Beyond the Black Rainbow

The Wedding Singer Culture Club

The Wedding Singer is set in 1985, but it might as well have just been set in “The 80s” in big block letters, scare quotes preserved. As represented in that late ‘90s Adam Sandler-starring hit, the ’80s were more of a simultaneous event than a brimming block of time that bore its own shifts and specifics as it rolled on. In the 1985 of the Sandlerverse, New Order was as popular as Nightmare on Elm Street and Billy Idol held simultaneous relevance to “Billie Jean”-era Michael Jackson. Any sign of a previous decade having existed before the ’80s is absent. Much of cinema’s millennial nostalgia for the ‘80s followed the lead of The Wedding Singer. From American Psycho to Hot Tub Time Machine, the ’80s of the ’00s have not been so much a part of history as they are an “idea” having to do with greed, excess, frivolous pop culture, and easy cracks at anachronistic fashion. But somewhere down the line, at some point between La Roux and The Americans, we started to take the ‘80s seriously.

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“In a perfect world, ‘The Cabin in the Woods’ would be a lock for a Best Original Screenplay nomination.” – Joey Magidson, The Awards Circuit It must be frustrating to write for an awards blog (aka an Oscar blog, since the Academy Awards are always the main focus of these sites), and know that the best films of the year are not necessarily the ones that will be nominated. Magidson’s comment above, from his April review of The Cabin in the Woods, sort of sums that up. But at the same time I don’t know if the movie truly deserves the statement. Something to consider, semantically speaking, is that the Academy’s award is not for “Most Original Screenplay” but “Best Original Screenplay.” This isn’t to say that the script, by Joss Whedon and Drew Goddard, isn’t well-written, and you’re welcome to argue its case for a nomination. Is it the best-written original screenplay of the year, though? All my time as a movie lover and watcher of the Oscars, including the past few years of hate-watching, the original screenplay category is one I’ve constantly been excited about. It’s the place where you could find some of the more clever and creative efforts, including a number of films that might not get other nominations. You could find a good number of interesting foreign films outside of the foreign-language award ghetto (such as Bunuel‘s two nominations for writing), as well as an interesting showing of mainstream and blockbuster fare, especially in the […]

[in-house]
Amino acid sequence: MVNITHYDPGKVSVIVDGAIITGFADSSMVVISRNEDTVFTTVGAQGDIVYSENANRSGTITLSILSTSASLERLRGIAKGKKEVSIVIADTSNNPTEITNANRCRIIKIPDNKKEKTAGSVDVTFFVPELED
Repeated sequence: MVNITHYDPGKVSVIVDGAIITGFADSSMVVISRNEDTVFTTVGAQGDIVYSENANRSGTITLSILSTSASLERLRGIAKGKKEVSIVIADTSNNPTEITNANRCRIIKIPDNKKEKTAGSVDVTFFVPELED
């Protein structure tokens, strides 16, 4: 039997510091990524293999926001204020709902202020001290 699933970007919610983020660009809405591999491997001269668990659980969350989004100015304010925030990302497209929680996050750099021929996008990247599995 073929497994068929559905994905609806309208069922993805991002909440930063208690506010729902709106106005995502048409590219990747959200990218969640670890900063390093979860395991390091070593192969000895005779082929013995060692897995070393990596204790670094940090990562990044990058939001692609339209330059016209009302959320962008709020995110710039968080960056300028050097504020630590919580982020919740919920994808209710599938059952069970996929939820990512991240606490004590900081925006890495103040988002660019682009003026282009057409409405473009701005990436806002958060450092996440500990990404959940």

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Welcome back to This Week In Discs! Lots of new releases hitting shelves today, but only two of them are worth buying! Which ones are they? Keep reading to find out along with the skinny on sixteen other titles including Andy Garcia’s epic For Greater Glory, Fox’s Terra Nova series, Greta Geriwg’s Lola Versus, the unfinished horrors of Munger Road and more. As always, if you see something you like, click on the image to buy it. The Loved Ones Months after a teenager (Xavier Samuel) loses his father in a car accident his efforts to put the past behind him are interrupted by madness. It seems Lola (Robin McLeavy), a quiet and unassuming classmate, has developed a crush on him and she won’t take no for an answer. What follows is a brutal, suspenseful and unpredictable thriller as he’s forced to find a strength he didn’t know he possessed if he wants to survive. This Australian thriller from writer/director Sean Byrne gets just about everything right including a wonderful cast, sharp editing and wonderfully twisted narrative. Good on Paramount for releasing it unrated, but they suck for the lack of Blu-ray. If you have a region-free Blu-ray player skip this edition and pick up the import Blu from AmazonUK instead. If not, buy this now and enjoy the hell out of it. [Extras: Interviews]